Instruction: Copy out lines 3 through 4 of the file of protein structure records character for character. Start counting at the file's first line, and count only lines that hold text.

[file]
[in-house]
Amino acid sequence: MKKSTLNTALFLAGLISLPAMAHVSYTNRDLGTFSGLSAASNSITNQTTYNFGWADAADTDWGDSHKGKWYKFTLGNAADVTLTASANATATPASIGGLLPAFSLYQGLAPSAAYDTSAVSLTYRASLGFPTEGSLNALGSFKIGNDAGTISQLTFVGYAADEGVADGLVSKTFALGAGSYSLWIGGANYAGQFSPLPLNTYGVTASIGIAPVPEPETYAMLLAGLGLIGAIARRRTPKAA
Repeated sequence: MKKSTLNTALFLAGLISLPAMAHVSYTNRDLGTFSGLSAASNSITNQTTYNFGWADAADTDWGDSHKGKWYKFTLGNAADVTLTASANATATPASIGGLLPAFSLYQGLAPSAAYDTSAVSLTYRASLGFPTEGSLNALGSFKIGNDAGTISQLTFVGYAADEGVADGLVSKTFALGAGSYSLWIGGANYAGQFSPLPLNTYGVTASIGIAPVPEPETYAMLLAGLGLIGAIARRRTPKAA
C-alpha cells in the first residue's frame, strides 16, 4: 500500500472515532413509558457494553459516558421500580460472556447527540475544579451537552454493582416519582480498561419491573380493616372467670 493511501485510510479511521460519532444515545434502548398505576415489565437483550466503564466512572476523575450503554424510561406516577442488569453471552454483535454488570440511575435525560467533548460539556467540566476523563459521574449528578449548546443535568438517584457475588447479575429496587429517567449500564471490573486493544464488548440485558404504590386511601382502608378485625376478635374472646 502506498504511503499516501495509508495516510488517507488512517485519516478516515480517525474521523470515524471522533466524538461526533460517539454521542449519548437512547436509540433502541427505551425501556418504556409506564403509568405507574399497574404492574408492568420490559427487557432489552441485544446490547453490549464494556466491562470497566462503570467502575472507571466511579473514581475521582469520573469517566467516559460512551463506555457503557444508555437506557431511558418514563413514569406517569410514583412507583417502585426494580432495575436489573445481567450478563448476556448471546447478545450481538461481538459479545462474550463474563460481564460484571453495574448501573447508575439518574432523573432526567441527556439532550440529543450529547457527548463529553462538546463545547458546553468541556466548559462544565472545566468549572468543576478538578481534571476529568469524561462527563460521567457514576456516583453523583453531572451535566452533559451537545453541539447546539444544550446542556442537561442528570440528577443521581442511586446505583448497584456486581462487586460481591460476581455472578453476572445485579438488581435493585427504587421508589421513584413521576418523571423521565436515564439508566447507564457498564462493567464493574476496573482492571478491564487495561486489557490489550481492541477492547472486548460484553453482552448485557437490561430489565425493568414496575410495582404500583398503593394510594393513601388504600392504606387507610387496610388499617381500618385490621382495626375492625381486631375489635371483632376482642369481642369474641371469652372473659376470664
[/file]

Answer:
Repeated sequence: MKKSTLNTALFLAGLISLPAMAHVSYTNRDLGTFSGLSAASNSITNQTTYNFGWADAADTDWGDSHKGKWYKFTLGNAADVTLTASANATATPASIGGLLPAFSLYQGLAPSAAYDTSAVSLTYRASLGFPTEGSLNALGSFKIGNDAGTISQLTFVGYAADEGVADGLVSKTFALGAGSYSLWIGGANYAGQFSPLPLNTYGVTASIGIAPVPEPETYAMLLAGLGLIGAIARRRTPKAA
C-alpha cells in the first residue's frame, strides 16, 4: 500500500472515532413509558457494553459516558421500580460472556447527540475544579451537552454493582416519582480498561419491573380493616372467670 493511501485510510479511521460519532444515545434502548398505576415489565437483550466503564466512572476523575450503554424510561406516577442488569453471552454483535454488570440511575435525560467533548460539556467540566476523563459521574449528578449548546443535568438517584457475588447479575429496587429517567449500564471490573486493544464488548440485558404504590386511601382502608378485625376478635374472646 502506498504511503499516501495509508495516510488517507488512517485519516478516515480517525474521523470515524471522533466524538461526533460517539454521542449519548437512547436509540433502541427505551425501556418504556409506564403509568405507574399497574404492574408492568420490559427487557432489552441485544446490547453490549464494556466491562470497566462503570467502575472507571466511579473514581475521582469520573469517566467516559460512551463506555457503557444508555437506557431511558418514563413514569406517569410514583412507583417502585426494580432495575436489573445481567450478563448476556448471546447478545450481538461481538459479545462474550463474563460481564460484571453495574448501573447508575439518574432523573432526567441527556439532550440529543450529547457527548463529553462538546463545547458546553468541556466548559462544565472545566468549572468543576478538578481534571476529568469524561462527563460521567457514576456516583453523583453531572451535566452533559451537545453541539447546539444544550446542556442537561442528570440528577443521581442511586446505583448497584456486581462487586460481591460476581455472578453476572445485579438488581435493585427504587421508589421513584413521576418523571423521565436515564439508566447507564457498564462493567464493574476496573482492571478491564487495561486489557490489550481492541477492547472486548460484553453482552448485557437490561430489565425493568414496575410495582404500583398503593394510594393513601388504600392504606387507610387496610388499617381500618385490621382495626375492625381486631375489635371483632376482642369481642369474641371469652372473659376470664